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The founder of VKontakte (VK), Pavel Durov, has been fired and reportedly has fled the country as Moscow takes control of his website. Durov faced pressure from the Federal Security Service (FSB) to reveal user information about political activists, which he routinely rejected.
"Judging by the news, I was fired today as the general director of VKontakte," Durov wrote in an online post. "Interestingly, the shareholders did not have the courage to do it directly and I learned about my mysterious dismissal from the press."
There has been a continued fight between VK's owners, after the United Capital Partners (UCP) purchased 48 percent of the company - and has battled with Mail.Ru, a company that owns 52 percent. Meanwhile, Durov said he has left the country and likely won't go back due to the Russian government's incompatibility with Internet businesses.
AT&T unveiled its roadmap which indicates that the U.S. based telecom and internet service provider plans to implement fiber network up to 100 cities and municipalities nationwide. This will be available for consumer and businesses.
"We're delivering advanced services that offer consumers and small businesses the ability to do more, faster, help communities create a new wave of innovation, and encourage economic development," said Lori Lee, senior executive vice president, AT&T Home Solutions. "We're interested in working with communities that appreciate the value of the most advanced technologies and are willing to encourage investment by offering solid investment cases and policies."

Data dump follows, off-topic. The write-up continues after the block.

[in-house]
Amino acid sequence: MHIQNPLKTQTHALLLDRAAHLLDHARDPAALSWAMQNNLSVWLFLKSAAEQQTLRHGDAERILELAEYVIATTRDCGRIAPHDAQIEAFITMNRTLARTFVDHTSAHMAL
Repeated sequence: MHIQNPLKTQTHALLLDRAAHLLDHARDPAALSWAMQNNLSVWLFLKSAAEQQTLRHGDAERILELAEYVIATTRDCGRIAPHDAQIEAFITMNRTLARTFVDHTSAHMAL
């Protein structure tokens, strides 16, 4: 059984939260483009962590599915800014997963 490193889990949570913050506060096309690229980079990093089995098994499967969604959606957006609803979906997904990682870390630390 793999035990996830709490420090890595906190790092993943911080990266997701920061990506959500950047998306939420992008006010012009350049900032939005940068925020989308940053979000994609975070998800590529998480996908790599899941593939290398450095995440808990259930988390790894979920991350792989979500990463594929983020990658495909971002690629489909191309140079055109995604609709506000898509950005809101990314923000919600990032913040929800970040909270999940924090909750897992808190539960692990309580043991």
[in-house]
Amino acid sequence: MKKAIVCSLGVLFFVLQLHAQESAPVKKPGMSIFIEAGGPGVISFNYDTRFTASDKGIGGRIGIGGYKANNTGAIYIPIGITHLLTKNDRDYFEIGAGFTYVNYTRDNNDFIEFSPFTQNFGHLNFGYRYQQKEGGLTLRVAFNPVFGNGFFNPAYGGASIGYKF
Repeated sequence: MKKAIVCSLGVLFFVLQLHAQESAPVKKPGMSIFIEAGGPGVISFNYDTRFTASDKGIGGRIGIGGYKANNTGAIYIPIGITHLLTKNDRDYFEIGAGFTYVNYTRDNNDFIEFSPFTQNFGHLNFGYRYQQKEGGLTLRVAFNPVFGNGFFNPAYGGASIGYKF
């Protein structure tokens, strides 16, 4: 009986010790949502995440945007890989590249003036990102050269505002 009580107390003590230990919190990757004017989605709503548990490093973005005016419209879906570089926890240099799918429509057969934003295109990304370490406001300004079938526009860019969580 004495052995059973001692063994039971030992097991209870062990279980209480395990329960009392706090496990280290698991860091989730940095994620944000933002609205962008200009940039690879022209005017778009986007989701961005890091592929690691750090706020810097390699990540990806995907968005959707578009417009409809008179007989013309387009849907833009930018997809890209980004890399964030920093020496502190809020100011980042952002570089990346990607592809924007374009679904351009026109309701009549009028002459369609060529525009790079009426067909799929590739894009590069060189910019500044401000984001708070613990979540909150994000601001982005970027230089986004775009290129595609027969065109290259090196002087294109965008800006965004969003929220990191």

AT&T's 'U-verse' GigaPower fiber network will be having plans where it can deliver speeds up to 1 Gigabit per second. It will also provide access for its Total Home DVR services as well.
The U.S. government is engaging global terrorists on Twitter and other forms of social media, trying to open up dialogue with jihadists and supporters. It also has proven to be a useful tool to try and stifle recruiting efforts before would-be jihadists convert to radical Islam and potentially carry out attacks.
Terrorists often rely on the Internet to communicate, share videos, and taunt western forces - and although intelligence officials follow the chatter opening lines of communication is still relatively new.
"We are actually giving al Qaeda the benefit of the doubt because we are answering their arguments," said Alberto Fernandez, State Department Center for Strategic Counterterrorism Communications (CCSC), in a statement to CNN. "The way I see it is we are participating in the marketplace of ideas."
The so-called Dark Web is one of the few places on the Internet that I rarely visit, which is mostly because I have no reason to visit the type of websites it caters too. With sites like Silk road and other illegal sites populating this seedy corner of the web, it is no surprise that someone has developed a search engine to make it easier to find the illegal stuff you might be searching for.
"I noticed on the forums and Reddit people were constantly asking 'where to get product X?' and 'which market had product X?' or 'who had the best product X and was reliable and not a scam?'" Grams' creator, Gramsadmin, said in an interview with Wired. "I wanted to make it easy for people to find things they wanted on the Dark Net and figure out who was a trustworthy vendor."
Amazon's unique "send to Kindle" feature has to be one of the most convenient and useful parts of Amazon's ecosystem, and now that handy little feature just got even better. Now when users click "send to Kindle," the document, e-book, and text from websites will also be automatically backed up on that users' Cloud Drive.
"You can use Manage Your Kindle to see a list of your documents, re-deliver them to Kindle devices and free reading apps, delete them, or turn off auto-saving of documents to the cloud," Amazon said in an email to customers. "Documents will be delivered just as they have in the past and you will continue to have 5 GB of free cloud storage for your personal documents. Just Send Once, Read Everywhere."